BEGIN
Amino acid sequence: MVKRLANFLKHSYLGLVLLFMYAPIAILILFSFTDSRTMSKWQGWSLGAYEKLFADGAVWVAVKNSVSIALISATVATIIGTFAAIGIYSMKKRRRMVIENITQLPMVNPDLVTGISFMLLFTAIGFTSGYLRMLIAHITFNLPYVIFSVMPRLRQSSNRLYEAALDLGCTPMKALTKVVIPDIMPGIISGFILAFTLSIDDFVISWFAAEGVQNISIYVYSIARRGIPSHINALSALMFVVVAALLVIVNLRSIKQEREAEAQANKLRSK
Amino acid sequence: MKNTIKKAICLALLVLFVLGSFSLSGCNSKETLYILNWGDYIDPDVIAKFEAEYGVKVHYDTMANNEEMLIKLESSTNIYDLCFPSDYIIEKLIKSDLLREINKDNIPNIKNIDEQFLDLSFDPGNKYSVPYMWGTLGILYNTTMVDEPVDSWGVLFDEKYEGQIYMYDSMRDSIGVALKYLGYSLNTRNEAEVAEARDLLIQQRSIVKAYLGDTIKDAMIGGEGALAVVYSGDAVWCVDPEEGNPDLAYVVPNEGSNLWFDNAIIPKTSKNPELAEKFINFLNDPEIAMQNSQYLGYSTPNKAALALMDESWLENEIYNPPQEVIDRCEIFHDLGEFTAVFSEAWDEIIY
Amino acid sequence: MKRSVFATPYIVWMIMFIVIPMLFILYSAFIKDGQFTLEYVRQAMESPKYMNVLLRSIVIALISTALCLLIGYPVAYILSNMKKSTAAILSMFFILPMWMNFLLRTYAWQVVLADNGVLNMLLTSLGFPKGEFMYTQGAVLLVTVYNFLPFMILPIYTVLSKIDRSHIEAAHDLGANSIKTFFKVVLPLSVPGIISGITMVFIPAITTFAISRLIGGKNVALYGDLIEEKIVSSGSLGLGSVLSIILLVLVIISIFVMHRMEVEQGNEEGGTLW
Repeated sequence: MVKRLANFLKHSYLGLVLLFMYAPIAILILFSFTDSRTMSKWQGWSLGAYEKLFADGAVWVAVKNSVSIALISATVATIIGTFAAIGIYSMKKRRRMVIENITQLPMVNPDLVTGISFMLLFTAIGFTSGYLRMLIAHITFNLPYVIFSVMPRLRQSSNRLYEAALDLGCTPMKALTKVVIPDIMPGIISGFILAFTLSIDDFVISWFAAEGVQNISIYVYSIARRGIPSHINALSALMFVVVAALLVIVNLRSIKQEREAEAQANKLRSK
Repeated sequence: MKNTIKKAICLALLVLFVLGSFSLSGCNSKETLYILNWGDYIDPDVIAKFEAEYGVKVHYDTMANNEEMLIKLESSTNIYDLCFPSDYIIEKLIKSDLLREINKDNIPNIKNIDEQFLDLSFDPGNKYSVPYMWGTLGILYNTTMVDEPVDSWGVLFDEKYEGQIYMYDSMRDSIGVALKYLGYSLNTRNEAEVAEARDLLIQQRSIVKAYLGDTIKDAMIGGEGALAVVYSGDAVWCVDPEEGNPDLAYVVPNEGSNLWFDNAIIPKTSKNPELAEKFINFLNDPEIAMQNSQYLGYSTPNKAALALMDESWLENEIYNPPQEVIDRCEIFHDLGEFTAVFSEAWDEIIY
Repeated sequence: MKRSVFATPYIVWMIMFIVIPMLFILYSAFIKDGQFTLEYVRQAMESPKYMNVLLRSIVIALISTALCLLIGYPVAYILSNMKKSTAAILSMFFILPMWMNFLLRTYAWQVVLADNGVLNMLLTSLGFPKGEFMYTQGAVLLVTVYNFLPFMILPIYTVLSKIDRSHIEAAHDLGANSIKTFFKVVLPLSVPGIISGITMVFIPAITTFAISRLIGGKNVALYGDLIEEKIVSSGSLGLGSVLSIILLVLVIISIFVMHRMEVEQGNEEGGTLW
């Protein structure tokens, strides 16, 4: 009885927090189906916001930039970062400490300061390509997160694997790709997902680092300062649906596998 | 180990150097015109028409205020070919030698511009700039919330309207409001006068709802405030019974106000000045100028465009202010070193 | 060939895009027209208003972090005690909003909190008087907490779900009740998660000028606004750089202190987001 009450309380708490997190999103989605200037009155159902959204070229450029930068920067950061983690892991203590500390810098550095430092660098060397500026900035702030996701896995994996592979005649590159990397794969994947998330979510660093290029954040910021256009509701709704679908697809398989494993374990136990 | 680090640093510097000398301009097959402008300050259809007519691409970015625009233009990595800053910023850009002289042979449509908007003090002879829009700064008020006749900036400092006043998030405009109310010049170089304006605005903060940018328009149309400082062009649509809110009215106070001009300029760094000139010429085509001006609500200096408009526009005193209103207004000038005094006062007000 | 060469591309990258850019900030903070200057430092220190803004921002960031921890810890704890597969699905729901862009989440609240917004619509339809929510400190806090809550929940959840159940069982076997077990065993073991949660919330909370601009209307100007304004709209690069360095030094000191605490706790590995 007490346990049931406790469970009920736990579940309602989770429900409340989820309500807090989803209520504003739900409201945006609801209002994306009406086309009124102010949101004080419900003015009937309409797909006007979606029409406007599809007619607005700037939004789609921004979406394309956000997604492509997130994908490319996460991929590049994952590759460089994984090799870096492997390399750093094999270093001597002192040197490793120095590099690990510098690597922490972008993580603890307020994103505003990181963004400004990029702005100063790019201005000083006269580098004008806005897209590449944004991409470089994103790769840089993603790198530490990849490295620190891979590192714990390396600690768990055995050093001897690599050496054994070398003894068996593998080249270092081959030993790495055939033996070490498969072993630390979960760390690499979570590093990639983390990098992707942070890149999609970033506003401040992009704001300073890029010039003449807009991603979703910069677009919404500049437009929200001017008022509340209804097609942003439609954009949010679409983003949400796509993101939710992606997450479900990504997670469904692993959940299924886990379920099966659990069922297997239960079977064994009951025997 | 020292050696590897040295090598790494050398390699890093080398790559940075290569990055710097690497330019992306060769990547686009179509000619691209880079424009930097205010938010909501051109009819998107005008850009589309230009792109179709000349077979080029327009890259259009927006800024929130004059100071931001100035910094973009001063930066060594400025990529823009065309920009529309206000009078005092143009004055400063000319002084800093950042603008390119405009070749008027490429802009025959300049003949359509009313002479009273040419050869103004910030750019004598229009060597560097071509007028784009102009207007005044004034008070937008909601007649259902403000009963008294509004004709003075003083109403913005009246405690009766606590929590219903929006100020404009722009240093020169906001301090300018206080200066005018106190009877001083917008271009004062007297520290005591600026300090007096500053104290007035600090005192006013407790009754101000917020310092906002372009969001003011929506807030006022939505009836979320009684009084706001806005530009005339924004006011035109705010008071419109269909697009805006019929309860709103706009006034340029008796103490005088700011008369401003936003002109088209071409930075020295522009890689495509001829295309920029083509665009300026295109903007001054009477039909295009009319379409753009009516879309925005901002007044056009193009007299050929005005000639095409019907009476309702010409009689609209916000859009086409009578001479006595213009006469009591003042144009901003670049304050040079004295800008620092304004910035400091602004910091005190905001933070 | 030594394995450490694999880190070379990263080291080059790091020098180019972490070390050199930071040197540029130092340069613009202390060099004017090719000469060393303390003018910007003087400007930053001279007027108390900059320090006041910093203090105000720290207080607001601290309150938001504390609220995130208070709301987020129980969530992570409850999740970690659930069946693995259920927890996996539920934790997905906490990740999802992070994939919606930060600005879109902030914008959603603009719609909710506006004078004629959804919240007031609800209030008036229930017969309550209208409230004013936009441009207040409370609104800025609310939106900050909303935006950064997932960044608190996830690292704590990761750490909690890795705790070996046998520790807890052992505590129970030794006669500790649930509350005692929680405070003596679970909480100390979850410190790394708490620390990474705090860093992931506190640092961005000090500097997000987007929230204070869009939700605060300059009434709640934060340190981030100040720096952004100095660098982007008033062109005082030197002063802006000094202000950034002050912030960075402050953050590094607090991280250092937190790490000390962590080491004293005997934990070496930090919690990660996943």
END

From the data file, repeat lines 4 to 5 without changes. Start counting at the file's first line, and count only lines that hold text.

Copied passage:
Repeated sequence: MVKRLANFLKHSYLGLVLLFMYAPIAILILFSFTDSRTMSKWQGWSLGAYEKLFADGAVWVAVKNSVSIALISATVATIIGTFAAIGIYSMKKRRRMVIENITQLPMVNPDLVTGISFMLLFTAIGFTSGYLRMLIAHITFNLPYVIFSVMPRLRQSSNRLYEAALDLGCTPMKALTKVVIPDIMPGIISGFILAFTLSIDDFVISWFAAEGVQNISIYVYSIARRGIPSHINALSALMFVVVAALLVIVNLRSIKQEREAEAQANKLRSK
Repeated sequence: MKNTIKKAICLALLVLFVLGSFSLSGCNSKETLYILNWGDYIDPDVIAKFEAEYGVKVHYDTMANNEEMLIKLESSTNIYDLCFPSDYIIEKLIKSDLLREINKDNIPNIKNIDEQFLDLSFDPGNKYSVPYMWGTLGILYNTTMVDEPVDSWGVLFDEKYEGQIYMYDSMRDSIGVALKYLGYSLNTRNEAEVAEARDLLIQQRSIVKAYLGDTIKDAMIGGEGALAVVYSGDAVWCVDPEEGNPDLAYVVPNEGSNLWFDNAIIPKTSKNPELAEKFINFLNDPEIAMQNSQYLGYSTPNKAALALMDESWLENEIYNPPQEVIDRCEIFHDLGEFTAVFSEAWDEIIY